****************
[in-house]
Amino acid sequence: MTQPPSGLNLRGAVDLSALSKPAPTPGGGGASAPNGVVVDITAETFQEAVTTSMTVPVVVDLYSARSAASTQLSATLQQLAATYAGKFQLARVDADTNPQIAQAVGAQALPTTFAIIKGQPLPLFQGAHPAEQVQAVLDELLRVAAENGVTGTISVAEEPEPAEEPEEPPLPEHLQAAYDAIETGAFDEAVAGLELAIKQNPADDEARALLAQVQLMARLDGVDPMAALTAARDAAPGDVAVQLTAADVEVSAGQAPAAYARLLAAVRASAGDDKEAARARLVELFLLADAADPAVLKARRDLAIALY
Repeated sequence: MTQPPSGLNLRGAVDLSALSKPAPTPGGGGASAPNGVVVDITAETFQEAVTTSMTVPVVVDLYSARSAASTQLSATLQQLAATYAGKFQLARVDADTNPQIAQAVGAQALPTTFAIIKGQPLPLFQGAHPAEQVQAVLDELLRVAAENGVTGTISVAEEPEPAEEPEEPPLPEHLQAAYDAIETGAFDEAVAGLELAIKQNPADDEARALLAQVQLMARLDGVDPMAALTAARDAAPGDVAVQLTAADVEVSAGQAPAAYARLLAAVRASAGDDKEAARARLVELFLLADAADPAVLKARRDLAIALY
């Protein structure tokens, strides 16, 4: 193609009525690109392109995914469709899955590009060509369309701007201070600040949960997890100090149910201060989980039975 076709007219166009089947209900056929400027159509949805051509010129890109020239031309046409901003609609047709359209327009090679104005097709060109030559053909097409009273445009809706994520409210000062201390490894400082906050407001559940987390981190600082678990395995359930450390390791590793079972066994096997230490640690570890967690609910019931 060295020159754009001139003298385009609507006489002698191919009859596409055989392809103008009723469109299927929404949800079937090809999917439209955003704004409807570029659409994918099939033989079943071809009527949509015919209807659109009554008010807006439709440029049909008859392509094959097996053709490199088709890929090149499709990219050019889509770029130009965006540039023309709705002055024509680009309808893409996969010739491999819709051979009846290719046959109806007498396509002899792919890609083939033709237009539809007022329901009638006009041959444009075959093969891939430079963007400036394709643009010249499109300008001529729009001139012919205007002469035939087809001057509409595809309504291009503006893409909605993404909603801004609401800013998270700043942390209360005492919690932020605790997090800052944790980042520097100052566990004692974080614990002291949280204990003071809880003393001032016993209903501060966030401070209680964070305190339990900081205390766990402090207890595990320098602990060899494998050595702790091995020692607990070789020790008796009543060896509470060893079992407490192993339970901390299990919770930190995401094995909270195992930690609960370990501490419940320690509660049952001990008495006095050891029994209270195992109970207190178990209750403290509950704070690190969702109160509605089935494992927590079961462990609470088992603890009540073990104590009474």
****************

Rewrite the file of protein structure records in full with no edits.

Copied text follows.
[in-house]
Amino acid sequence: MTQPPSGLNLRGAVDLSALSKPAPTPGGGGASAPNGVVVDITAETFQEAVTTSMTVPVVVDLYSARSAASTQLSATLQQLAATYAGKFQLARVDADTNPQIAQAVGAQALPTTFAIIKGQPLPLFQGAHPAEQVQAVLDELLRVAAENGVTGTISVAEEPEPAEEPEEPPLPEHLQAAYDAIETGAFDEAVAGLELAIKQNPADDEARALLAQVQLMARLDGVDPMAALTAARDAAPGDVAVQLTAADVEVSAGQAPAAYARLLAAVRASAGDDKEAARARLVELFLLADAADPAVLKARRDLAIALY
Repeated sequence: MTQPPSGLNLRGAVDLSALSKPAPTPGGGGASAPNGVVVDITAETFQEAVTTSMTVPVVVDLYSARSAASTQLSATLQQLAATYAGKFQLARVDADTNPQIAQAVGAQALPTTFAIIKGQPLPLFQGAHPAEQVQAVLDELLRVAAENGVTGTISVAEEPEPAEEPEEPPLPEHLQAAYDAIETGAFDEAVAGLELAIKQNPADDEARALLAQVQLMARLDGVDPMAALTAARDAAPGDVAVQLTAADVEVSAGQAPAAYARLLAAVRASAGDDKEAARARLVELFLLADAADPAVLKARRDLAIALY
């Protein structure tokens, strides 16, 4: 193609009525690109392109995914469709899955590009060509369309701007201070600040949960997890100090149910201060989980039975 076709007219166009089947209900056929400027159509949805051509010129890109020239031309046409901003609609047709359209327009090679104005097709060109030559053909097409009273445009809706994520409210000062201390490894400082906050407001559940987390981190600082678990395995359930450390390791590793079972066994096997230490640690570890967690609910019931 060295020159754009001139003298385009609507006489002698191919009859596409055989392809103008009723469109299927929404949800079937090809999917439209955003704004409807570029659409994918099939033989079943071809009527949509015919209807659109009554008010807006439709440029049909008859392509094959097996053709490199088709890929090149499709990219050019889509770029130009965006540039023309709705002055024509680009309808893409996969010739491999819709051979009846290719046959109806007498396509002899792919890609083939033709237009539809007022329901009638006009041959444009075959093969891939430079963007400036394709643009010249499109300008001529729009001139012919205007002469035939087809001057509409595809309504291009503006893409909605993404909603801004609401800013998270700043942390209360005492919690932020605790997090800052944790980042520097100052566990004692974080614990002291949280204990003071809880003393001032016993209903501060966030401070209680964070305190339990900081205390766990402090207890595990320098602990060899494998050595702790091995020692607990070789020790008796009543060896509470060893079992407490192993339970901390299990919770930190995401094995909270195992930690609960370990501490419940320690509660049952001990008495006095050891029994209270195992109970207190178990209750403290509950704070690190969702109160509605089935494992927590079961462990609470088992603890009540073990104590009474």